Sunday, November 14, 2010

Resurrecting Sentire Cum Ecclesia

Readers who come here looking for my usual blog,, will be glad to hear that I have been able to resurrect (most of) my content in a similar Wordpress platform on my own domain,

Thanks for the suggestion from several readers that I spend a little bit of money for the sake of security. I had started to transfer all my stuff back to this blogger site, but it was very tedious, and I gave up in the end.

Don't leave any comments on this blog, but go to the new domain. Also also, as the Germans say, because it is entirely new, you will have to re-register as a commentator, which will require me to approve your first comment.

Please be patient and we will be back up and running. You will notice I have lost all my links, so if you are a blogger, please be kind enough to email your link suggestions to me.

Friday, November 12, 2010

Welcome news on Catholic School funding

As a parent about to embark upon the costly business of sending my children to a Catholic secondary college, this news is most welcome: Bi-partisan support for Catholic school funding:
Catholic education in Victoria received an early Christmas present on 9 November when the Labor Government announced that funding for Catholic schools would be increased to 25% of the cost of education in a government school if it wins the state election...

The Coalition pledged in 2008 to increase funding to Catholic schools to 25% of the cost of education in a government school if it is elected to government on 27 November.

The almost $200 million funding boost, also includes an additional $5m for teacher professional development

In welcoming the decision, Mr Elder said Labor’s commitment would particularly benefit Catholic families in disadvantaged areas.

...[CEO chief executive officer Mr Stephen Elder said:] “Catholic schools continue to serve families in some of the most disadvantaged areas of the state. I have no doubt the decision will be widely welcomed by Catholic school communities.”

...“The personal story of Australia’s first saint – St Mary of the Cross – is a powerful illustration of Catholic education’s mission to serve the most disadvantaged in our community. The announcement will provide funding to Catholic education to continue this legacy,” said Mr Elder.

School fees have been rising steadily, mostly due to a lack of Government funding. My own daughter's fees for next year have risen about %10 from what we were told when we first enrolled her last year. Sending both my daughters to Catholic secondary college will cost me about 20% of my annual income.

If you do the sums you realise that parents who send their children to Catholic Schools are in fact (even under this new funding) saving the government 75% of what it would cost to educate their children in State Schools. I think we need some recognition of that.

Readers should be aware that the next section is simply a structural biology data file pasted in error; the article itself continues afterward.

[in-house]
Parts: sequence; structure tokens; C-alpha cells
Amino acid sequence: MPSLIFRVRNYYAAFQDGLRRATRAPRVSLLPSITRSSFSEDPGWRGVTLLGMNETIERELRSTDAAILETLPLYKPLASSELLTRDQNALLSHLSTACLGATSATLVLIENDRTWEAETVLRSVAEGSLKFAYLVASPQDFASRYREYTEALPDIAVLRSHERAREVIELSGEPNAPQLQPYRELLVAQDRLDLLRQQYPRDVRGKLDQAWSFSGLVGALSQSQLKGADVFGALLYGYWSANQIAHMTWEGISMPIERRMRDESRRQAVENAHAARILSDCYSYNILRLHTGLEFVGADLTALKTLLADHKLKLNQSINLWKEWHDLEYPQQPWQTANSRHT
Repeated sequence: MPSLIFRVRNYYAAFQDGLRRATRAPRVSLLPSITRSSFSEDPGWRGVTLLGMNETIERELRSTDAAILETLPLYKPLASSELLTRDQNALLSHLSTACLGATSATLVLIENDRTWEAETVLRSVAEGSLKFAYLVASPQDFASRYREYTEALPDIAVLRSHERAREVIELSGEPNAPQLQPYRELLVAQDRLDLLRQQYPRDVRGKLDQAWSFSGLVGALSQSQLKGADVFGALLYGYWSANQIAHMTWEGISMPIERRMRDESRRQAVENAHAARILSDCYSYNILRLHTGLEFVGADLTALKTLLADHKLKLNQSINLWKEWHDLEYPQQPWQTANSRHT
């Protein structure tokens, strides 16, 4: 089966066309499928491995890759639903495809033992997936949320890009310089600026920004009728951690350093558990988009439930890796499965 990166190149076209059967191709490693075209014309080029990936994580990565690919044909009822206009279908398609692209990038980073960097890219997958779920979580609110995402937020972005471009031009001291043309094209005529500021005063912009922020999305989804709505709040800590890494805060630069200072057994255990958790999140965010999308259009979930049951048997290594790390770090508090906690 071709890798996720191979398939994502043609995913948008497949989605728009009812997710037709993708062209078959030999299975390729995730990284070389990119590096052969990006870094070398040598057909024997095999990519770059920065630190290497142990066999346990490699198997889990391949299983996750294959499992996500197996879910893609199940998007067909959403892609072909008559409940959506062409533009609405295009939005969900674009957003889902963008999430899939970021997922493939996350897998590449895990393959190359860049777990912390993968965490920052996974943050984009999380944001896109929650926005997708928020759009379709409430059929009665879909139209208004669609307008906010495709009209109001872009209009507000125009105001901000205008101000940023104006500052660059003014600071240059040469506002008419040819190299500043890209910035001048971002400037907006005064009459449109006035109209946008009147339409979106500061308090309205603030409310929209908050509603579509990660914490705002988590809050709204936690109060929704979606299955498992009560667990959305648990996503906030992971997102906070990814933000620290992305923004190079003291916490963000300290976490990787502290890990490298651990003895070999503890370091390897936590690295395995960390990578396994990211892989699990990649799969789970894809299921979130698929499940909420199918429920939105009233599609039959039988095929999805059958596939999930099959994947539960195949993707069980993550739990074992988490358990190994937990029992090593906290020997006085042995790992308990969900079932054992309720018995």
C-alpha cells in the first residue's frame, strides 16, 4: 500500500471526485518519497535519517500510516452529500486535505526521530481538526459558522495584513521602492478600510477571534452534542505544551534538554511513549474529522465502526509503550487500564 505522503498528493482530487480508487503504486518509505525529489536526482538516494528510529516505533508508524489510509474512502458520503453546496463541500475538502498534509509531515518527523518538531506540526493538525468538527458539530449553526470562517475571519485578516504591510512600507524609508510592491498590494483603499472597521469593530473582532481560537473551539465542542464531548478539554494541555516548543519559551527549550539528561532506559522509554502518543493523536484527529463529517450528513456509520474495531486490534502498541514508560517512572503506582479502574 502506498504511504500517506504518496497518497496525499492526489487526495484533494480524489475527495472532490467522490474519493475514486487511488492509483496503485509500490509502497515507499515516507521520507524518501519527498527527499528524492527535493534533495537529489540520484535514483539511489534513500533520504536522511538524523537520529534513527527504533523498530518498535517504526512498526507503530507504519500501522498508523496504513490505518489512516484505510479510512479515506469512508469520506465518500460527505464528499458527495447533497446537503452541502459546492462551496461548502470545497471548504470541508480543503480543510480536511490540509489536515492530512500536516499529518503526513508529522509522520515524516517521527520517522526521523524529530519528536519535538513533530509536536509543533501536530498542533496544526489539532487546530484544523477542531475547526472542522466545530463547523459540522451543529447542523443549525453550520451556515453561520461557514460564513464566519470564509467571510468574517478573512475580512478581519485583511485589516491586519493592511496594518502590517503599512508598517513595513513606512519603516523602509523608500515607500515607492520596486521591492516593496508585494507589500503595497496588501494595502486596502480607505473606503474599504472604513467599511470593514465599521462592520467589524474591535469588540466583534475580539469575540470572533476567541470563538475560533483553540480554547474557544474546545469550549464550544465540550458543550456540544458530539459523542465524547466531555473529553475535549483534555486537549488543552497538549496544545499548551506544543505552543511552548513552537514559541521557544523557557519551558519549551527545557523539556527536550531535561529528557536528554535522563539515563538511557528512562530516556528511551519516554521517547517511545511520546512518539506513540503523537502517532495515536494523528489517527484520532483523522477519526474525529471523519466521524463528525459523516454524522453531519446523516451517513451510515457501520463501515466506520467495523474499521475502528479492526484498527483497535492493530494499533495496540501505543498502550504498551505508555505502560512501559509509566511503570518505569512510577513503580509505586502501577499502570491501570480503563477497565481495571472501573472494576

All that being said, we are a long way from the days of St Mary of the Cross MacKillop. One reason why Catholic schools are costly for parents today (although no where near the cost of other independant schools) is that we no longer have the "cheap labour" force that once supplied teachers for our systems, ie. religious sisters and brothers. What a boost it would be for the Catholic School system if St Mary's vision were to become truly alive again today!

An interesting but all too short interview with a Catholic Luther scholar

HT to Pastor Fraser Pearce for the link to this interview with Fr Jared Wicks. As I say in the title, it is interesting, but I want to know more. I should follow up on Wick's writing on Luther to see what he has to say.

Thursday, November 11, 2010

Hypatia in the Athenian Agora

I have just finished watching At The Movies with Margaret and David, and of course they review "Agora" the new film about the legendary Alexandrian female philosopher Hypatia. Her murder by a Christian mob is one of those scandals, like the Galileo affair and the Spanish Inquisition, which the heirs of the Englightenment like to cite against the Church's record.

Anyway, Margaret really liked it and gave it 4 stars, and David gave it 4.5. Both said that it had real substance and an important message. When I hear these two say that kind of thing, I usually find myself wondering if the message they are applauding is truth or ideology.

Ideology, it turns out in this case. I could write a fair bit here, but others have done the job already. Check out: Fr Barron's piece
The Dangerous Silliness of the new movie Agora at the National Catholic Register; Mark Shea's blog at the same place; "History of Violence: Agora, Hypatia and Enlightenment Mythology" at the Decent Films Guide; Sherry's piece at the Catherine of Siena Institute; and Tim O'Neill's "wry, dry, rather sarcastic, eccentric, silly, rather arrogant Irish-Australian atheist bastard" opinion at his blog "Amarium Magnum".

Peter Kreeft on What Christians can learn from Islam

I have written a review of Peter Kreeft's book "Between Allah & Jesus: What Christians Can Learn From Muslims" for the issue of our Kairos magazine coming out this weekend. It is a book I highly recommend. You can read my review to find out what it is about.

Unfortunately, I think that Peter Kreeft will probably lose a few admirers because of this book. But that's Kreeft for you. Just like Socrates, he isn't interested in people liking what he writes. He is interested in the search for truth. This book emulates Socrates in another way too: it is in the form of a dialogue, which doesn't give you the answer. You have work it out. Of course, it is pretty obvious which way Kreeft is leaning.